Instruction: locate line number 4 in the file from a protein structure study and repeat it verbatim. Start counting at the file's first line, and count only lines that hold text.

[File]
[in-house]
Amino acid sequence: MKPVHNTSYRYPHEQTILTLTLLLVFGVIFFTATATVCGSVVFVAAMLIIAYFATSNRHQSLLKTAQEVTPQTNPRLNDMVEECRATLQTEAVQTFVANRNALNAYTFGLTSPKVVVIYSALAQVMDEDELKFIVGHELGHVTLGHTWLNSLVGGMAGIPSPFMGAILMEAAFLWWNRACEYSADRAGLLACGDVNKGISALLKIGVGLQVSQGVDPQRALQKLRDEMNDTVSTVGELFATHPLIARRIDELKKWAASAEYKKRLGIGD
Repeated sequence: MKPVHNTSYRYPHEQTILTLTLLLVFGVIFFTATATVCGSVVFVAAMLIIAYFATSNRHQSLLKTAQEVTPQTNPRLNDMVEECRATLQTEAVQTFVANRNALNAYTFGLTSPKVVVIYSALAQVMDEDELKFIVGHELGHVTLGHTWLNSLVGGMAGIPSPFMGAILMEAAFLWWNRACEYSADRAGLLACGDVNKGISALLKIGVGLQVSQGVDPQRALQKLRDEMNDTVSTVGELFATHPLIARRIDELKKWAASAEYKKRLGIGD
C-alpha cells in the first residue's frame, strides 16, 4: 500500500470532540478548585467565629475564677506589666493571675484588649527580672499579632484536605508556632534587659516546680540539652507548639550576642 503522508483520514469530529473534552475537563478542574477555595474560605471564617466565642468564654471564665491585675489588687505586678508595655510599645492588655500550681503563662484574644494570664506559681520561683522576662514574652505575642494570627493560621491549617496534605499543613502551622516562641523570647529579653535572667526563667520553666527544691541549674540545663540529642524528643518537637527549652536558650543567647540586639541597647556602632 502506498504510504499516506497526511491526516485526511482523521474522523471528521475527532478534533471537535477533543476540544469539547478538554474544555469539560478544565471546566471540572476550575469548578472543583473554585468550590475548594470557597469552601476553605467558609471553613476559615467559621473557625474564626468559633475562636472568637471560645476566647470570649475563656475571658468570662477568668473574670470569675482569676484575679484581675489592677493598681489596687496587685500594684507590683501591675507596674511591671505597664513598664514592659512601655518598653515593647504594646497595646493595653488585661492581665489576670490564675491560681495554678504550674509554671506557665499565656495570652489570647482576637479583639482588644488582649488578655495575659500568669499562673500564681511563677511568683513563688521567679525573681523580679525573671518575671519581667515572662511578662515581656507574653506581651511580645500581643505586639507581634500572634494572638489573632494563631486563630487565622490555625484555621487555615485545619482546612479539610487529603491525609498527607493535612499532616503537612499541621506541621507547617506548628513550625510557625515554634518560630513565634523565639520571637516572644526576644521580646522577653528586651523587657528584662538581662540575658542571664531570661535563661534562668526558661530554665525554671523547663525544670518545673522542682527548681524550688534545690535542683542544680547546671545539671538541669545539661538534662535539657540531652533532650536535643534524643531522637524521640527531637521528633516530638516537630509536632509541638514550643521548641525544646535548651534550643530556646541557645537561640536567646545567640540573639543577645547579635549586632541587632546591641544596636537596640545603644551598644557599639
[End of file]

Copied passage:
C-alpha cells in the first residue's frame, strides 16, 4: 500500500470532540478548585467565629475564677506589666493571675484588649527580672499579632484536605508556632534587659516546680540539652507548639550576642 503522508483520514469530529473534552475537563478542574477555595474560605471564617466565642468564654471564665491585675489588687505586678508595655510599645492588655500550681503563662484574644494570664506559681520561683522576662514574652505575642494570627493560621491549617496534605499543613502551622516562641523570647529579653535572667526563667520553666527544691541549674540545663540529642524528643518537637527549652536558650543567647540586639541597647556602632 502506498504510504499516506497526511491526516485526511482523521474522523471528521475527532478534533471537535477533543476540544469539547478538554474544555469539560478544565471546566471540572476550575469548578472543583473554585468550590475548594470557597469552601476553605467558609471553613476559615467559621473557625474564626468559633475562636472568637471560645476566647470570649475563656475571658468570662477568668473574670470569675482569676484575679484581675489592677493598681489596687496587685500594684507590683501591675507596674511591671505597664513598664514592659512601655518598653515593647504594646497595646493595653488585661492581665489576670490564675491560681495554678504550674509554671506557665499565656495570652489570647482576637479583639482588644488582649488578655495575659500568669499562673500564681511563677511568683513563688521567679525573681523580679525573671518575671519581667515572662511578662515581656507574653506581651511580645500581643505586639507581634500572634494572638489573632494563631486563630487565622490555625484555621487555615485545619482546612479539610487529603491525609498527607493535612499532616503537612499541621506541621507547617506548628513550625510557625515554634518560630513565634523565639520571637516572644526576644521580646522577653528586651523587657528584662538581662540575658542571664531570661535563661534562668526558661530554665525554671523547663525544670518545673522542682527548681524550688534545690535542683542544680547546671545539671538541669545539661538534662535539657540531652533532650536535643534524643531522637524521640527531637521528633516530638516537630509536632509541638514550643521548641525544646535548651534550643530556646541557645537561640536567646545567640540573639543577645547579635549586632541587632546591641544596636537596640545603644551598644557599639